It was first Camp Platte, and then the Platte Bridge Station. It was an important point up in current-day Natrona County, on the North Platte River, built in 1858 during the Great Migration. The Oregon Trail was the main thorofare through the Wyoming Territory, and this military fort was a key outpost. The fort housed a U.S. Army garrison of more than 100 cavalry, and was sanctioned to protect travellers along the trail, and to service and protect the vital communications link of the day, the telegraph.
It was an event, a battle actually, that took place here in 1865 that led to the re-naming of the fort. The Plains Indian Wars of the mid-1860’s was at its peak, and in July of 1865, a military supply train came under attack from thousands of Arapahoe, Cheyenne, and Sioux warriors near the fort. At the same time, on the same day, in a separate battle, another group of soldiers were attacked while guarding a different supply train. It was then that the Platte Bridge Station came under siege. And one of the men who died in that battle, was Lt. Caspar Collins.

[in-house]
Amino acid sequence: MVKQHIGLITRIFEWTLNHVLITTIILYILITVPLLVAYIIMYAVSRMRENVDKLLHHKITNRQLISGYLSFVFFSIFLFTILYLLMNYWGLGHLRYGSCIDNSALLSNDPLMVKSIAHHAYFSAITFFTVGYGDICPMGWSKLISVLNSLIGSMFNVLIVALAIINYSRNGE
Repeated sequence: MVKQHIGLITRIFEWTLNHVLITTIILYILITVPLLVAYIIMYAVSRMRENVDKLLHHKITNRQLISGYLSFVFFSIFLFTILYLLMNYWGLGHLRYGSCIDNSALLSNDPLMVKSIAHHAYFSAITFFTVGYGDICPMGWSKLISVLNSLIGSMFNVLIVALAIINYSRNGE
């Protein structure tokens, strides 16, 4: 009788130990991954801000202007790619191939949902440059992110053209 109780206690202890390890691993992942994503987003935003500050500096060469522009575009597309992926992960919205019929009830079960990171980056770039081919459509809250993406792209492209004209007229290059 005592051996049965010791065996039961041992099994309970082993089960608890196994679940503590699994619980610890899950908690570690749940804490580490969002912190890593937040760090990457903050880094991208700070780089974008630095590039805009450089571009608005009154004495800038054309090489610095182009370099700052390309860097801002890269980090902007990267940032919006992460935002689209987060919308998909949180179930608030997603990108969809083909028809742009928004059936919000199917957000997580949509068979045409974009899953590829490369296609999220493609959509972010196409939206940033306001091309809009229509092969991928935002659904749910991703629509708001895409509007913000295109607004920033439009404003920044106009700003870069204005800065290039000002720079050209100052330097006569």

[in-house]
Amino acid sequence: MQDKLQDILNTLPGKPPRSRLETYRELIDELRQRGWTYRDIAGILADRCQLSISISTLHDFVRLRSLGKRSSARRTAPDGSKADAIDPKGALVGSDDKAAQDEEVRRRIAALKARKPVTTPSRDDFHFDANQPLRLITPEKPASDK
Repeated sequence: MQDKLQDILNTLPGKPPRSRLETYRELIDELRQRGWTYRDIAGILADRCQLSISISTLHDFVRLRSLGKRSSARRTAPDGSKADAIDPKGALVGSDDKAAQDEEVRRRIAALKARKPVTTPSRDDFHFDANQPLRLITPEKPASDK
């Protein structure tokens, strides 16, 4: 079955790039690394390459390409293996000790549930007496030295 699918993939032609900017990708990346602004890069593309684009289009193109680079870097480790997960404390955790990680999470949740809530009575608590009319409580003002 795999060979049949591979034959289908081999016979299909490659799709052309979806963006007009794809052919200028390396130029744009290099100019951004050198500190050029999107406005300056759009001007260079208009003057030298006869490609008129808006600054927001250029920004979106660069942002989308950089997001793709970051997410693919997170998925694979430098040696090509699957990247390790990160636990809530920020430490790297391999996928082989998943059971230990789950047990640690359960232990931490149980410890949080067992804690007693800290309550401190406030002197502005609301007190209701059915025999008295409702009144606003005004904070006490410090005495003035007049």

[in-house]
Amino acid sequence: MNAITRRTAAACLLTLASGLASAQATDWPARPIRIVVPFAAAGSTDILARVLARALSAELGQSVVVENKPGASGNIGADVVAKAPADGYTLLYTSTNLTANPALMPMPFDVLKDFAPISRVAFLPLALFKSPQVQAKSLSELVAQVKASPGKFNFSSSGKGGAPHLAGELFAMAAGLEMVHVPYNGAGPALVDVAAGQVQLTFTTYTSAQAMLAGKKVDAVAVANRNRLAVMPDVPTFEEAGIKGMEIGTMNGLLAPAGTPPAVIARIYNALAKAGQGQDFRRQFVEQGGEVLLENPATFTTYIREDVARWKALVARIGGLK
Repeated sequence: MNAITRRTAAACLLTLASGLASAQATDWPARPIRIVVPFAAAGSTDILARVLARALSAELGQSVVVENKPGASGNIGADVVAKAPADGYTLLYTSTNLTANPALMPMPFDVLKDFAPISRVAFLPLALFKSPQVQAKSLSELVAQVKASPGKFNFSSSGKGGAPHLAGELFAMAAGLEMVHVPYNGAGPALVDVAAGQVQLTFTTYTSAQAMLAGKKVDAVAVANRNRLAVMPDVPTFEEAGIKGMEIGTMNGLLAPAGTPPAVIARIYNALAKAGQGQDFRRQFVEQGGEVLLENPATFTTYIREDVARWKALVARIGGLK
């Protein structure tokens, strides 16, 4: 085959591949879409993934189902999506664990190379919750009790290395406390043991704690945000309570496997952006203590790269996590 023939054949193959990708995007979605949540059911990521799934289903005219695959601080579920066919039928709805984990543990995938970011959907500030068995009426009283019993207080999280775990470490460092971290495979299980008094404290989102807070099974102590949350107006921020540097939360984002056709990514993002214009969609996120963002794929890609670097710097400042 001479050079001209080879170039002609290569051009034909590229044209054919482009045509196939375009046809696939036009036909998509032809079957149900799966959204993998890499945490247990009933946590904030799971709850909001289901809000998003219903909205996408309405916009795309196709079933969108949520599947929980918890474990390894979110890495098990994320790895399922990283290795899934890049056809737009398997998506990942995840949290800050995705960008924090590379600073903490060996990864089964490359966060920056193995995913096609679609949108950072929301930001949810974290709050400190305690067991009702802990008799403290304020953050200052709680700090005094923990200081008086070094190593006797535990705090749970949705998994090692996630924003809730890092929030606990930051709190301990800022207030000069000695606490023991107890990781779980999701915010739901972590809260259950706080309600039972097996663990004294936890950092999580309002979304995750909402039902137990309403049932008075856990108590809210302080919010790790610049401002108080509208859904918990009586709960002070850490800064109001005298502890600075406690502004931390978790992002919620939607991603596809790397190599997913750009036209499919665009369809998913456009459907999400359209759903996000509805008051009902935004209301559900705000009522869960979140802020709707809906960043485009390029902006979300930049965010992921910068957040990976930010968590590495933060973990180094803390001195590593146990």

Later that year, in November of 1865, the fort was re-named Fort Caspar. Apparently, there must have been a Fort Collins already in use. Fort Caspar was abandoned a short time later, and was burned to the ground by Indians in 1867.
The buildings at Fort Caspar were re-constructed on the original site in 1936, during the Great Depression, by the Works Progress Administration. The Fort Caspar Museum and Historic Site is operated by the city of Casper, complete with a museum and visitor center with interpretive exhibits.